Situated in parks or along streets, the 27 works of amply proportioned people and animals are showing signs of weather damage and vandalism.
Chewing gum, graffiti, dents and scratches mar the lustrous patinas of the Colombian master’s giant bronzes.
But Maria Adelaida Bohorquez, a restorer at the Museo de Antioquia, the institution that owns most of the works, says most of those defects will be wiped away, visible only to an expert eye, after a laborious restoration that is scheduled for completion by the end of the year.
“The sculptures will have the tone they did originally,” she told AFP.
She cautioned, however, “There are some very deep scratches that we will not be able to eliminate.”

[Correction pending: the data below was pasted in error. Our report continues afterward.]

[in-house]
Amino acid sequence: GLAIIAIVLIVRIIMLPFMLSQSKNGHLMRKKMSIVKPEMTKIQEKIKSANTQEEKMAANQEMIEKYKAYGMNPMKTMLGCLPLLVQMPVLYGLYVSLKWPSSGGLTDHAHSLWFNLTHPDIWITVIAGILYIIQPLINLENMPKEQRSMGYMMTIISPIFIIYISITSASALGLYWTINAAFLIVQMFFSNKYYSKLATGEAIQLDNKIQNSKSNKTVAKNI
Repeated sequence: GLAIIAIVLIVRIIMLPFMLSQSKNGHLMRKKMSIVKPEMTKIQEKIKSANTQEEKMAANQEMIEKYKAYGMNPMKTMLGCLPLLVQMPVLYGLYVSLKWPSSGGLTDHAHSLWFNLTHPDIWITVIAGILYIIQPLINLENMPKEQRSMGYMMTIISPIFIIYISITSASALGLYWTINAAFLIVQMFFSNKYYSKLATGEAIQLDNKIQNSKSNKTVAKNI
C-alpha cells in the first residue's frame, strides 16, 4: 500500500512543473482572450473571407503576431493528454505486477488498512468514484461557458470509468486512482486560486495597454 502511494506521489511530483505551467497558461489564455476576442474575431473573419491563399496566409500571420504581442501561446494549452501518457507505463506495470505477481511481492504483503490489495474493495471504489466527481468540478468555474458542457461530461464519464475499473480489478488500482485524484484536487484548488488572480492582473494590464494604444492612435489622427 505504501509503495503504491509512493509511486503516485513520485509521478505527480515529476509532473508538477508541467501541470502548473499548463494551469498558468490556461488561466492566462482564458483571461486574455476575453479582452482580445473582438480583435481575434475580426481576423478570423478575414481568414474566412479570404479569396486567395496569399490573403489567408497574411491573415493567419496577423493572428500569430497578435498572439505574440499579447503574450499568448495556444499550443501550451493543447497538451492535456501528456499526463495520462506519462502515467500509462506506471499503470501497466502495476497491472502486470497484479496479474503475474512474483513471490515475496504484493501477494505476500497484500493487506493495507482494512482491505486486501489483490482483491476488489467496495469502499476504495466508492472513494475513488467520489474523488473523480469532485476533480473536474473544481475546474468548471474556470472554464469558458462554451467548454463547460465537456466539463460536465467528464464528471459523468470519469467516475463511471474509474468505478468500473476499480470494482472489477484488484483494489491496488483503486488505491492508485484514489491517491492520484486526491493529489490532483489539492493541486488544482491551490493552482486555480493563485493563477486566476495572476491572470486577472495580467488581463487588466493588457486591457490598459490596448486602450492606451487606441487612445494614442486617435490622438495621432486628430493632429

Twenty-three of the works getting a facelift are in the museum’s Plaza Botero, which the artist inaugurated in 2002.
Three others are in the city’s Parque San Antonio and a fourth in the Parque Berrio.
The plan to restore them to their original color and condition was presented to Botero, 81, who gave his blessings, Bohorquez said.
One of the world’s most sought-after contemporary artists, Botero has works on display in museums and parks around the world.
He has donated some 200 paintings and sculptures to Medellin, and many others to the Botero Museum in Bogota.